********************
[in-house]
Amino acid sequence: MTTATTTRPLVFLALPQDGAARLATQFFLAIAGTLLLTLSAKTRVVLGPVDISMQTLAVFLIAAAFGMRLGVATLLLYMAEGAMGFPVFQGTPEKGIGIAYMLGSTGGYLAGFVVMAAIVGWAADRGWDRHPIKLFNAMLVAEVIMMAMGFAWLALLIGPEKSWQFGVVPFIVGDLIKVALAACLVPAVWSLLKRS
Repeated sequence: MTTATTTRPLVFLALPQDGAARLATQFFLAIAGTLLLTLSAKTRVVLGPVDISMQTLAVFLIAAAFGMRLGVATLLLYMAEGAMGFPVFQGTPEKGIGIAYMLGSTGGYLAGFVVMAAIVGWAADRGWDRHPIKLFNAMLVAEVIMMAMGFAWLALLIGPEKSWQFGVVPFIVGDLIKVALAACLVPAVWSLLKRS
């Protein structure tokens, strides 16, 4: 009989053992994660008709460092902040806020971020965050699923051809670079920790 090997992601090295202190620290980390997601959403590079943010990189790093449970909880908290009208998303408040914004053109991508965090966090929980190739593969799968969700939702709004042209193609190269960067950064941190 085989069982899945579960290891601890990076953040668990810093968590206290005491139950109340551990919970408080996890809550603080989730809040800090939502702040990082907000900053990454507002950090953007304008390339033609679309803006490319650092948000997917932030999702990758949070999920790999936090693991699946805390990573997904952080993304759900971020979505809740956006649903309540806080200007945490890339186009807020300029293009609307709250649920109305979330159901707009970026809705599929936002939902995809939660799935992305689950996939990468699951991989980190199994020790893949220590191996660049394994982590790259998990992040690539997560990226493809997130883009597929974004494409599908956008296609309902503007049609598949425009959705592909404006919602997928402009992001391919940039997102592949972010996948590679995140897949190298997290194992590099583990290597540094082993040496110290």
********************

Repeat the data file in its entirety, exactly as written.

[in-house]
Amino acid sequence: MTTATTTRPLVFLALPQDGAARLATQFFLAIAGTLLLTLSAKTRVVLGPVDISMQTLAVFLIAAAFGMRLGVATLLLYMAEGAMGFPVFQGTPEKGIGIAYMLGSTGGYLAGFVVMAAIVGWAADRGWDRHPIKLFNAMLVAEVIMMAMGFAWLALLIGPEKSWQFGVVPFIVGDLIKVALAACLVPAVWSLLKRS
Repeated sequence: MTTATTTRPLVFLALPQDGAARLATQFFLAIAGTLLLTLSAKTRVVLGPVDISMQTLAVFLIAAAFGMRLGVATLLLYMAEGAMGFPVFQGTPEKGIGIAYMLGSTGGYLAGFVVMAAIVGWAADRGWDRHPIKLFNAMLVAEVIMMAMGFAWLALLIGPEKSWQFGVVPFIVGDLIKVALAACLVPAVWSLLKRS
């Protein structure tokens, strides 16, 4: 009989053992994660008709460092902040806020971020965050699923051809670079920790 090997992601090295202190620290980390997601959403590079943010990189790093449970909880908290009208998303408040914004053109991508965090966090929980190739593969799968969700939702709004042209193609190269960067950064941190 085989069982899945579960290891601890990076953040668990810093968590206290005491139950109340551990919970408080996890809550603080989730809040800090939502702040990082907000900053990454507002950090953007304008390339033609679309803006490319650092948000997917932030999702990758949070999920790999936090693991699946805390990573997904952080993304759900971020979505809740956006649903309540806080200007945490890339186009807020300029293009609307709250649920109305979330159901707009970026809705599929936002939902995809939660799935992305689950996939990468699951991989980190199994020790893949220590191996660049394994982590790259998990992040690539997560990226493809997130883009597929974004494409599908956008296609309902503007049609598949425009959705592909404006919602997928402009992001391919940039997102592949972010996948590679995140897949190298997290194992590099583990290597540094082993040496110290």